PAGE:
Who would of thought there’d be a demand for used canoes and old records. :laughing:

For your needs even a light weight aluminum 17 footer would do nicely. I see them used for < $400 and they don’t deteriorate under UV if stored outdoors upside down. Avoid ice-split keel seams due to being stored right side up, heavy and dented boats, and especially rentals.

I’m relatively new to the canoe thing myself and I have a slightly different take on this than most.

I would almost rather have two shorter canoes and put one adult in each and maybe have dad with the son in say a 14-15’ Tandem and mom in a 12-14 solo.

Then you could mix and match how you went out and when all together the added safety of a second boat.

We started out with a tandem canoe last year with just the two of us and it quickly became apparent we each wanted our own boat. We stay together 90% of the time on the water and when it comes time to load or unload we can help each other loading a smaller boat.

Just an idea.

Thanks Bud16415, my wife probably will not want her own canoe, but she has been talking about a paddle board I think they are called. Curious if anyone recognizes this model of Old Town. The seller is not familiar with the model. I have asked to locate the serial number. It says Adventurer on the side where the model name would be. Says it’s an all fiberglass canoe. When I search Adventurer it comes up with Old Town kayak.

We had a similar situation where I wanted a canoe and thought a tandem might get us out together. She had been going with some of her friends and borrowing an OT 10’ Rec-kayak and liked that a lot and didn’t care for paddling tandem at all in a canoe. So I was lucky the OT canoe I bought was only 14’7” and I converted it to a solo kind of a hybrid pack canoe and we bought her a new OT 10’ Rec-kayak. It worked out pretty good actually as she can load and go on here own with her car and when we go together my car is set up for both boats and I have room for hauling any gear we might bring along. We have two boats so if one of us happens to go for an unplanned swim the other boat is a lot of help to have along.

That canoe looks like an older OT and they have a lot of names that they no longer make. I googled it and it looks like OT maybe uses that name now for a rec-kayak. I’m pretty happy with my OT guide I bought used. It is heavier than I would like on land and fine in the water it seems pretty indestructible.

That may be a version of the Old Town Discovery, which came in a 158 and 169 version. These are a triple layer poly plastic, not fiberglass and will weight 80 or 85 pounds depending on size. It may be that OT used the Adventurer name when they made the Discovery model for large dealers like L. L. Bean and Dick’s Sporting Goods. Mad River has done that with their plastic canoe, the Adventure 14 and 16, which they renamed the Discoverer when they produced it for resale through big box sporting goods stores (I believe that was a ploy to avoid price shopping by customers when the big box store discounted them.)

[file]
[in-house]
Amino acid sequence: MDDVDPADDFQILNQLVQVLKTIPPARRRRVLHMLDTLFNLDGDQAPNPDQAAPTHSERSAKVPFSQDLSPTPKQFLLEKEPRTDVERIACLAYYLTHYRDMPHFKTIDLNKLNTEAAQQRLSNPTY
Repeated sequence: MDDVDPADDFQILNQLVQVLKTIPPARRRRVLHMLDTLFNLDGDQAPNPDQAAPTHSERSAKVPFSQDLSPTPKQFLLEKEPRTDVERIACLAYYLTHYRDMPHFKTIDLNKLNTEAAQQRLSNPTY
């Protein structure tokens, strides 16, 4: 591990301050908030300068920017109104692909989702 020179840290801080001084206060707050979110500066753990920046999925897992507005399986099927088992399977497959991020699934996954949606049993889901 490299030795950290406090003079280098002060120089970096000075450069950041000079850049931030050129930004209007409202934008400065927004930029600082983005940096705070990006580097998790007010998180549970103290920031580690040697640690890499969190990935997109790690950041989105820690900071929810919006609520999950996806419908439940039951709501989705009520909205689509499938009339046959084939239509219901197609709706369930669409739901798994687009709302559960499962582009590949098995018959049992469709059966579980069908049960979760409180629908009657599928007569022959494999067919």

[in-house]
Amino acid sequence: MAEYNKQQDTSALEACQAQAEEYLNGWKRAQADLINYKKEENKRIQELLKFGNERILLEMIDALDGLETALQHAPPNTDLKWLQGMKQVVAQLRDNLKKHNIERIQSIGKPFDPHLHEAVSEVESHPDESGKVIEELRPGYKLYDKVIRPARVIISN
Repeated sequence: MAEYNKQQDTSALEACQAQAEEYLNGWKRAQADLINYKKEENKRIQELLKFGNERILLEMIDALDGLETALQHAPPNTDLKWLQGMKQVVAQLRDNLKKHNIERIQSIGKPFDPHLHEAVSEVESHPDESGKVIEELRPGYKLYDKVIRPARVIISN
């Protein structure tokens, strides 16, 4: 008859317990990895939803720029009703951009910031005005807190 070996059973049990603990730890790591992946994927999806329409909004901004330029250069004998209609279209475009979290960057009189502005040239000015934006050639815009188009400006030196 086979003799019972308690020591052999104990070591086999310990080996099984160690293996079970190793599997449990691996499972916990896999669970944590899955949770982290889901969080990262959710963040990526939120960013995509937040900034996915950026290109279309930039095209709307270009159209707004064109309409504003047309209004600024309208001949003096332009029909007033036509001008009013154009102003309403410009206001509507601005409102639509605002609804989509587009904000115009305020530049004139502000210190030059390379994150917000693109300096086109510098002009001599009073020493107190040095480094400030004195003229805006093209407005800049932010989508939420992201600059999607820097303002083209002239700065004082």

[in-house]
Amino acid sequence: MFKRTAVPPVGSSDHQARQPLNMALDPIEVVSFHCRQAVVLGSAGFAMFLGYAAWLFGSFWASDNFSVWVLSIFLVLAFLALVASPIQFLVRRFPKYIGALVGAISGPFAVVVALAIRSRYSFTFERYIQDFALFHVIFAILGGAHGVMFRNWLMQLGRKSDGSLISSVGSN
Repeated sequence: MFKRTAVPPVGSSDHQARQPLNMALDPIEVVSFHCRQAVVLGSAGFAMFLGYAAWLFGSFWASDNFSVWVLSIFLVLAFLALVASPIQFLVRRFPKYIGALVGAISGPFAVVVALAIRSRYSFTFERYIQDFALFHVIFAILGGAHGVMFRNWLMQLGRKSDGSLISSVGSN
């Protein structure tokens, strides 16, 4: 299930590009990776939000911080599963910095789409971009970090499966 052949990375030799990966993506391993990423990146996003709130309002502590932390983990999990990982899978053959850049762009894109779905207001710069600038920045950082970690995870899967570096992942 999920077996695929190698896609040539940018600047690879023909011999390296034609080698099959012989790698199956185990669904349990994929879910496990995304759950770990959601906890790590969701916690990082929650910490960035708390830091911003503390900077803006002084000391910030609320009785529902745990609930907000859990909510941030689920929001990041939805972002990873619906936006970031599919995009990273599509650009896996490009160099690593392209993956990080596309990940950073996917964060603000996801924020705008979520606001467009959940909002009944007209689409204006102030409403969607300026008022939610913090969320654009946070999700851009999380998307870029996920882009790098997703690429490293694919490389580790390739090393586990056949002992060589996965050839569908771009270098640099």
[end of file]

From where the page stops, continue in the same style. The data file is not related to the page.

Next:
If it is an an old Discovery under another name that was a “value” model with simpler outfitting (like the solid plastic seats that are apparent in the seller’s shot) and the cheaper plastic hull (instead of Royalex.) Here is the OT catalog from 2008 where you can see the specs for the Discovery models and could compare dimensions and weights to see if that’s what that one is. Their fiberglass canoes tend to have more deluxe seats and outfitting.

I called Old Town. Incredible customer service. They told me in ‘78 and ‘79 they called the Carleton the Carleton Adventurer. Just thought I’d share with those who are curious about the boat.

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For tandem paddling the longer the boat the better. Shorter boats with the heavier paddler in the back (usually the man) are more likely to be out of trim. I have seen some 15’ boats with couples on board that look like they are doing “wheelies”.

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My first canoe was an Old Towne Camper.
Still have it.
If that thing could talk! Raised 2 children in it, and have taken many adventures with it.

I’ll never get rid of that canoe. I love it.

with the balsa wood core and flat molded swats that is a fiberglass hull from the 70s, not a plastic or Royalex hull. it does not have a yoke so this was a budget version of another model that probably came with cane seats and a yoke. for under $500 it would be a better buy than a Discovery model. Better paddling and lighter. the advice to stay with a hull longer than 15’ is sound. kids learning to fish need room to safely cast. pulling fish hooks from flesh is a painful job for all involved.